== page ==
We put in a few hours of talking about the Morane at the RFA’s area and then headed back to where we really belonged. As far as we’re concerned, low, slow and inexpensive is now our aviation world. We both talked it over, and when our FAA medicals expired, we became Sport Pilot fliers. We knew that as we became more mature, there was a chance we’d blow a medical for a non-serious reason, and with the Catch 22 that exists with the FAA concerning the Sport Pilot medical, we would be through flying for good. As Sport Pilots, the low-and-slow crowd was what we could afford anyway.

So it’s not a big deal. We love low-and-slow flying, and it’s inexpensive. As retired public school teachers we don’t have the riches of Peru, and the cost of flying is a biggie!

Down to the light-plane area we went to see the design that really grabbed us by the nose: the Valley Engineering Back Yard Flyer Swing-Wing Ultralight. It’s fully Part 103 legal.

When we first saw the plane, Gene and Larry Smith of Valley Engineering were pulling it out of a long trailer. We thought that they had just arrived at Oshkosh and were getting ready to set it up for flying. In a way, that is exactly what they were doing.

Three minutes later the plane was ready to go! Gene and Larry have developed a swing-wing concept that has to be seen to be believed. The wing rotates 90° on its vertical axis. After rotation, it takes about 2 minutes to attach the aileron linkage, bolt the wing in place with four wing attach bolts and you’re ready to aviate. We were amazed.

It got to be almost comical seeing the expressions on people’s faces as Gene and Larry would roll the plane up to the flight line in its “stored” configuration and then in the blink of an eye have it transformed into a plane ready to fly.

Potato, Potato

The Back Yard Flyer is pulled along by one of Valley Engineering’s Big Twin, four-stroke, 40-horsepower engines. The engine comes with starter, alternator, automatic carb heat and a separate ignition system for each cylinder. Coupled with a Valley Engineering Series Three PSRU swinging a Culver Prop, you have an impressive combination of aircraft, engine, PSRU and prop. The Valley Engineering Big Twin firewall-forward package weighs 120 pounds complete and costs $4995.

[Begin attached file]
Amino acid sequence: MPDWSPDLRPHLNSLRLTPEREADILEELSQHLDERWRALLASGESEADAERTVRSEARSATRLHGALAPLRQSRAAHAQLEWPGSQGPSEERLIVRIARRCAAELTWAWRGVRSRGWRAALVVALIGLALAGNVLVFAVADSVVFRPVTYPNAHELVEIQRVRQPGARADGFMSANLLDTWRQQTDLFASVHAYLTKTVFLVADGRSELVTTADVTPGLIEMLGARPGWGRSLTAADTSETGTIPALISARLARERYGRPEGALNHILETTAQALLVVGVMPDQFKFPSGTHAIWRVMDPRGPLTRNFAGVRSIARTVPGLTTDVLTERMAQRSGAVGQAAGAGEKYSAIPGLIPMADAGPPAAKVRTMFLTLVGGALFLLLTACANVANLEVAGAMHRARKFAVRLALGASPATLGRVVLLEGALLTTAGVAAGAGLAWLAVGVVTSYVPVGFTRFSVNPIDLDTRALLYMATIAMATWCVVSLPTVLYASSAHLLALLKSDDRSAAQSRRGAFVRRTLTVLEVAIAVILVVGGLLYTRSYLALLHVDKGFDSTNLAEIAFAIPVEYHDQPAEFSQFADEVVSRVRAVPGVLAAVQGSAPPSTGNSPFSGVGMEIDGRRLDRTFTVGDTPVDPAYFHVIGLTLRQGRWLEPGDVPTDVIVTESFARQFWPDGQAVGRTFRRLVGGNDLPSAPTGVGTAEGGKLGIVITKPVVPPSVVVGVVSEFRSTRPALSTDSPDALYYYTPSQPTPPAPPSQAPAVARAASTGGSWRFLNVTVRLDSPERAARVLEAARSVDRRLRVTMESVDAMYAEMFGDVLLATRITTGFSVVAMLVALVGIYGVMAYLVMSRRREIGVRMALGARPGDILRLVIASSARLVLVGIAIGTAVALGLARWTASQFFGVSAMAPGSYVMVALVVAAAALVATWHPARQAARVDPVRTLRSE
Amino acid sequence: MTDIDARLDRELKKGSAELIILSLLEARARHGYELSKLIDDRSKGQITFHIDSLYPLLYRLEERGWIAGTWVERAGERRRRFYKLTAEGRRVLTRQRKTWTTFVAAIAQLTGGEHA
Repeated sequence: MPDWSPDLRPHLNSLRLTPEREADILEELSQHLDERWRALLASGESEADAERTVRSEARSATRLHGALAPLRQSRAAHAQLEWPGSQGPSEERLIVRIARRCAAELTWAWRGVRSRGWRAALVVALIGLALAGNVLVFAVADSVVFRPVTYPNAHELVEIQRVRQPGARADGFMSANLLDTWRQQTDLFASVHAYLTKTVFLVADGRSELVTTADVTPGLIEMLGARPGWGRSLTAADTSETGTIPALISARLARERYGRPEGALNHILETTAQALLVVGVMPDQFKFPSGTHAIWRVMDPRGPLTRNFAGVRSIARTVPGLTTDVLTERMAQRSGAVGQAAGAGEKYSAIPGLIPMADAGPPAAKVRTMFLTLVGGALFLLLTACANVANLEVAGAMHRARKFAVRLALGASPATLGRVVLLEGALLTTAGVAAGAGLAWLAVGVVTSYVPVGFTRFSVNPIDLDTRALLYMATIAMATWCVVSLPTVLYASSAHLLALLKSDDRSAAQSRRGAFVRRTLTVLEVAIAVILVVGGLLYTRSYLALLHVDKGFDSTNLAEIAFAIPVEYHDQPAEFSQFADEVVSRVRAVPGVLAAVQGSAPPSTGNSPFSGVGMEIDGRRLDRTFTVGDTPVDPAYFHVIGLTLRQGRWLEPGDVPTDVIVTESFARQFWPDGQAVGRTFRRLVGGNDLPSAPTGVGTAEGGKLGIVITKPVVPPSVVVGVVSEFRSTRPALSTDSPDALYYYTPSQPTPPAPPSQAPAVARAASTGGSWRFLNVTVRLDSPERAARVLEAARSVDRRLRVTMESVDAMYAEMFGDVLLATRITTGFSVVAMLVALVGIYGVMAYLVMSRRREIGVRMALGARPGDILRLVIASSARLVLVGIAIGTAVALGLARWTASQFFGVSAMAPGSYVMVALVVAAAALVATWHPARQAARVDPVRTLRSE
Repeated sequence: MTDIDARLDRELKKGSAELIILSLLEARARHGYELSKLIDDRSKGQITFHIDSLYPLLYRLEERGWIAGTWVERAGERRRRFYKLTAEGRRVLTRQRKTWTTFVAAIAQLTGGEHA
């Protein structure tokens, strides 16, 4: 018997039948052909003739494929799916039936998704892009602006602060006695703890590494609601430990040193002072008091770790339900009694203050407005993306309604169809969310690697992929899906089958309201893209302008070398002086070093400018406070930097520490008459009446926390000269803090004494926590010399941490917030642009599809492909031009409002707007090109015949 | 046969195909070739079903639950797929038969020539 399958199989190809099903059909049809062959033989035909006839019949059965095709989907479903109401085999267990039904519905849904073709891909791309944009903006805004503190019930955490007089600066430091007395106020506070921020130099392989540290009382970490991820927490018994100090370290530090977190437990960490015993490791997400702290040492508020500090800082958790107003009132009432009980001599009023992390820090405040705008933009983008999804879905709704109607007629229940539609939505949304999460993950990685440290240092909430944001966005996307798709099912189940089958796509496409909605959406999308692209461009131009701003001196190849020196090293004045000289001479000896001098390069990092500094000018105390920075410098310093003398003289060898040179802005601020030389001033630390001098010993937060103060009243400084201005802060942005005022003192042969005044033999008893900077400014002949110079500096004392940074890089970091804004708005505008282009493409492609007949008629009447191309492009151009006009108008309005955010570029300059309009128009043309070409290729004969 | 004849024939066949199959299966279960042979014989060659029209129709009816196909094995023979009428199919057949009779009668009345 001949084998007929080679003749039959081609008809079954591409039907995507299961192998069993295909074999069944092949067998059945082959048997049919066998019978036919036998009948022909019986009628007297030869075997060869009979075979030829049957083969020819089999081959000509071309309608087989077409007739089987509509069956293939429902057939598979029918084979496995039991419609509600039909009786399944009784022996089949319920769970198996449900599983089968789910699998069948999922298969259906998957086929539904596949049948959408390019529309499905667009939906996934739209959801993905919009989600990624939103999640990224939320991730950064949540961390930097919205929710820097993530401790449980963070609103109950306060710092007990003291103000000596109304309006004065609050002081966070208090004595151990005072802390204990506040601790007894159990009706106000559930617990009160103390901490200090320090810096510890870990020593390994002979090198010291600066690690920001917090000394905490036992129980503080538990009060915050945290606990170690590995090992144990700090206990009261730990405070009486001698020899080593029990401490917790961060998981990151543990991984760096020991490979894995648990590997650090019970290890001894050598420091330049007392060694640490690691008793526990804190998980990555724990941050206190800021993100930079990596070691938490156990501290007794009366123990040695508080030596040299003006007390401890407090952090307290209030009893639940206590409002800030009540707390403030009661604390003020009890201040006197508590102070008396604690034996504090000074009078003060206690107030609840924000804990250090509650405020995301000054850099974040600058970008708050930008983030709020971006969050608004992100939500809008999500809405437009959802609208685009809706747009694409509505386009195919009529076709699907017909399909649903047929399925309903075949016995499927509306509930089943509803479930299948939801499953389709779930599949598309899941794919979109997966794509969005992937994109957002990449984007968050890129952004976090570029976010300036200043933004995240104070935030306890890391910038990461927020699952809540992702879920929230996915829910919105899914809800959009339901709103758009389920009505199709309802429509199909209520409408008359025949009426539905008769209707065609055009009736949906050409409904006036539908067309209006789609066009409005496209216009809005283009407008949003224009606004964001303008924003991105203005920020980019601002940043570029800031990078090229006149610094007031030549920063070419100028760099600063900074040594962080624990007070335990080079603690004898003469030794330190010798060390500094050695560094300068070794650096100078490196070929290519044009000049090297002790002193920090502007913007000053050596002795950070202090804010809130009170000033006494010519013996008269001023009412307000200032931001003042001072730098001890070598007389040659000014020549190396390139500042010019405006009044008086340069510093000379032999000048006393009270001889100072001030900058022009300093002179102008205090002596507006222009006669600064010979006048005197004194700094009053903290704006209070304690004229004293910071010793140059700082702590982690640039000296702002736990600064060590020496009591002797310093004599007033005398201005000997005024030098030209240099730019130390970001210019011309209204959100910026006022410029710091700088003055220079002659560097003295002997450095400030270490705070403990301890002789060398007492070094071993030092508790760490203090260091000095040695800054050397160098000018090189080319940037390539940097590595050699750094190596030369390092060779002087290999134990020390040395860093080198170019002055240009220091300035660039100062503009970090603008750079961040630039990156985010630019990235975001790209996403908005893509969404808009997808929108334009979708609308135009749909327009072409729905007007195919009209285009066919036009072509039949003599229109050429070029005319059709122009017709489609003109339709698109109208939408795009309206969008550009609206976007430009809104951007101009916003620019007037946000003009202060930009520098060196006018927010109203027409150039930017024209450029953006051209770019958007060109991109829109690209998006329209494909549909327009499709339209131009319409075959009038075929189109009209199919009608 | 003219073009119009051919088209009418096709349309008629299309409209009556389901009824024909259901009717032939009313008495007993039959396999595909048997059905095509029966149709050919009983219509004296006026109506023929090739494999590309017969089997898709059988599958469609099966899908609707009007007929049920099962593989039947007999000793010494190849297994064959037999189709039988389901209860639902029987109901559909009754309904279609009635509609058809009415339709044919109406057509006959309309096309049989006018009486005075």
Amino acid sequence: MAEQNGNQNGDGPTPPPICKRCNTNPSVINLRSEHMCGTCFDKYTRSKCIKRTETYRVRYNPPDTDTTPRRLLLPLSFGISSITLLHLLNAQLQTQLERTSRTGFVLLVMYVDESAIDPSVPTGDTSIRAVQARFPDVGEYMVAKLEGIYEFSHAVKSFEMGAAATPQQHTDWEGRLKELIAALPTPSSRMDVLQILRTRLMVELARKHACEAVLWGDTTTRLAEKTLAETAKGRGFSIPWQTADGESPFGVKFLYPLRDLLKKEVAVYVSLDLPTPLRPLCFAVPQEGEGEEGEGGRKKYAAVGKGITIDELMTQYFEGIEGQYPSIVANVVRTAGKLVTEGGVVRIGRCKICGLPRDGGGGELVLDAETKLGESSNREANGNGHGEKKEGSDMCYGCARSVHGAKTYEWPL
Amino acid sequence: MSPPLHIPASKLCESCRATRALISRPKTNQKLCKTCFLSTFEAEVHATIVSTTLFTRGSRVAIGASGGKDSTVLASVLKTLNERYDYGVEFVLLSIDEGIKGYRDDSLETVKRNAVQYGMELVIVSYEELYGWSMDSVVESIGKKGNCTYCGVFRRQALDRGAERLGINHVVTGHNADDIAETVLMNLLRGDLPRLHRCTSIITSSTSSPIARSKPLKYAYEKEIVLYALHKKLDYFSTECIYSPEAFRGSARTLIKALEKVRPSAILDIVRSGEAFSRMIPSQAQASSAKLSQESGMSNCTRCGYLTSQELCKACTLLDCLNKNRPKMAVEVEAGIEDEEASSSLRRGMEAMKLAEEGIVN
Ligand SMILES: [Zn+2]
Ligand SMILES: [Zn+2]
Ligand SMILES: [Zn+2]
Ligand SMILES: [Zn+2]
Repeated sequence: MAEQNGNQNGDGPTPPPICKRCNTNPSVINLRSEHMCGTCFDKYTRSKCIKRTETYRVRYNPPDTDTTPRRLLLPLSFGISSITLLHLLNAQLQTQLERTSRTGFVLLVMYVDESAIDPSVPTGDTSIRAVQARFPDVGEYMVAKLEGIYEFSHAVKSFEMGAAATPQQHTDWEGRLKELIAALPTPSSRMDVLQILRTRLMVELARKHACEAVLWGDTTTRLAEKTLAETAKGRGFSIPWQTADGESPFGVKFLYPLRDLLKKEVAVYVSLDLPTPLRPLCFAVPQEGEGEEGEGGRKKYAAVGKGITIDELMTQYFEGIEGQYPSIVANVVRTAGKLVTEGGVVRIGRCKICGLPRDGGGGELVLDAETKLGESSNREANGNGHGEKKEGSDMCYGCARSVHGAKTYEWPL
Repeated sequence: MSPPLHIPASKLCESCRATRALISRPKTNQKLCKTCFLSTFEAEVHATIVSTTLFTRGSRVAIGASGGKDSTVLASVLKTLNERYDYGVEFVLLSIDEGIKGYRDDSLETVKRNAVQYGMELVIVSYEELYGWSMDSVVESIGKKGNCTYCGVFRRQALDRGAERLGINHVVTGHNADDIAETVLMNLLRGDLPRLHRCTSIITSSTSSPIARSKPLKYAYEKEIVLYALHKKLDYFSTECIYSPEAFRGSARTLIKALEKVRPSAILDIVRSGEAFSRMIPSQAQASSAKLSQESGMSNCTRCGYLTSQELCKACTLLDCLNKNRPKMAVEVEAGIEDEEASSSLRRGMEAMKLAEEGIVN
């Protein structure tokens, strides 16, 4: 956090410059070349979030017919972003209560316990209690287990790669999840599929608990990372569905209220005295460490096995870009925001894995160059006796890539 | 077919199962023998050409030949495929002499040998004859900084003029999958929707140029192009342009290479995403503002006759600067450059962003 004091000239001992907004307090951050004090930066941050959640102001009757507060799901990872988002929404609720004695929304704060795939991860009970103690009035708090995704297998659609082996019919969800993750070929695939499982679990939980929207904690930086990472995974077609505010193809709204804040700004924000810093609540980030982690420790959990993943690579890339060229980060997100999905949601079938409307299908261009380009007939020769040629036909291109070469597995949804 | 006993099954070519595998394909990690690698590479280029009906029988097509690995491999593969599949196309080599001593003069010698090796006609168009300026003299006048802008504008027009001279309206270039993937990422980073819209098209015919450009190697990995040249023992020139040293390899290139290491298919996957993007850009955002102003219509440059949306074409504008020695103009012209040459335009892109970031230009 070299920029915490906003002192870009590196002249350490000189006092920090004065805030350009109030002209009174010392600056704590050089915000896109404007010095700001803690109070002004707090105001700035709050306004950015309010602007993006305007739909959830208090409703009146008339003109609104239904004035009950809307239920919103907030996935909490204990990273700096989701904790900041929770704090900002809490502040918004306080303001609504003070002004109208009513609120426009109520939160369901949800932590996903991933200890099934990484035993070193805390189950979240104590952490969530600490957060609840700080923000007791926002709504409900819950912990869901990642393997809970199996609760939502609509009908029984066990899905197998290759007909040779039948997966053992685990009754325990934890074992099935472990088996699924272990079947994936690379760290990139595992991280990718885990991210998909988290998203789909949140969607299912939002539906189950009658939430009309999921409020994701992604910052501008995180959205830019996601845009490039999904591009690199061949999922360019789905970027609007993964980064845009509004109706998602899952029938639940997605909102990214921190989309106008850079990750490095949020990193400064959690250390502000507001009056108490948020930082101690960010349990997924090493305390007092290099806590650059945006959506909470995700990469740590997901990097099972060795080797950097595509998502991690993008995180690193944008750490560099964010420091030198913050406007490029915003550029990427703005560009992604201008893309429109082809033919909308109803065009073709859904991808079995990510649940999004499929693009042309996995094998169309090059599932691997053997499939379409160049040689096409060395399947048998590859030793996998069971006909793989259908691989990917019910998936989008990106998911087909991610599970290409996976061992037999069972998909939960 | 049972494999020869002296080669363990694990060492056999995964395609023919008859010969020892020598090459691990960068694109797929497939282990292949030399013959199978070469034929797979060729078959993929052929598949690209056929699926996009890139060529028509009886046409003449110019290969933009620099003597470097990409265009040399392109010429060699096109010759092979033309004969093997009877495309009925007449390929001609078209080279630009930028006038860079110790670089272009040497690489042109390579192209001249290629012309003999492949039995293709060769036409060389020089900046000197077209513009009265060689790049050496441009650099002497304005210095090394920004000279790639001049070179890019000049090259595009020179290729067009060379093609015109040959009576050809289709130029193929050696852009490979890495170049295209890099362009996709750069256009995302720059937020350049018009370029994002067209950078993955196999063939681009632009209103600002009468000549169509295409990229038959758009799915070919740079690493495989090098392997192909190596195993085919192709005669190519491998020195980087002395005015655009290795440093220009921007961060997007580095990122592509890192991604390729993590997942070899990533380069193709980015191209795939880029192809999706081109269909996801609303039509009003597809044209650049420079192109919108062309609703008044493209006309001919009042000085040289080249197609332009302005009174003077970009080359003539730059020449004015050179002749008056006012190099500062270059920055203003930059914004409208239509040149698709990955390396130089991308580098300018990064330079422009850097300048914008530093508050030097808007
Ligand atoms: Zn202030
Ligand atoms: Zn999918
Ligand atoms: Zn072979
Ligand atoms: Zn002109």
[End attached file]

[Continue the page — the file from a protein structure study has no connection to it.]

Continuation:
The Back Yard Flyer Swing-Wing comes complete, ready-to-fly with a ballistic ’chute for $17,500. If you have trouble finding affordable hangar space, or any hangar space for that matter, you can get the plane with its own custom-designed trailer/hangar for a package price of $25,500.

There are Big Twin engines on Sweetie’s Morane and her Kolb Twinstar MK II. Consequently, we have spent a lot of time with Gene and Larry at their plant in Rolla, Missouri. The Smiths, along with Robert Baslee’s low-cost Airdrome Aeroplane replicas, are the main reasons we’re still able to afford to fly.

The Big Twin comes at a reasonable price compared to a lot of similar powerplants. And it sips only 5 quarts of gas an hour. Add the fact that it’s a reliable, slow turning, four-stroke engine, and you have a lot a peace of mind while in the air.

By the way, Alaina Lewis, Larry Smith’s daughter, was the one that gave Rick and Butch the toilet paper. She’s now on our list, too. Even better, we know where she lives!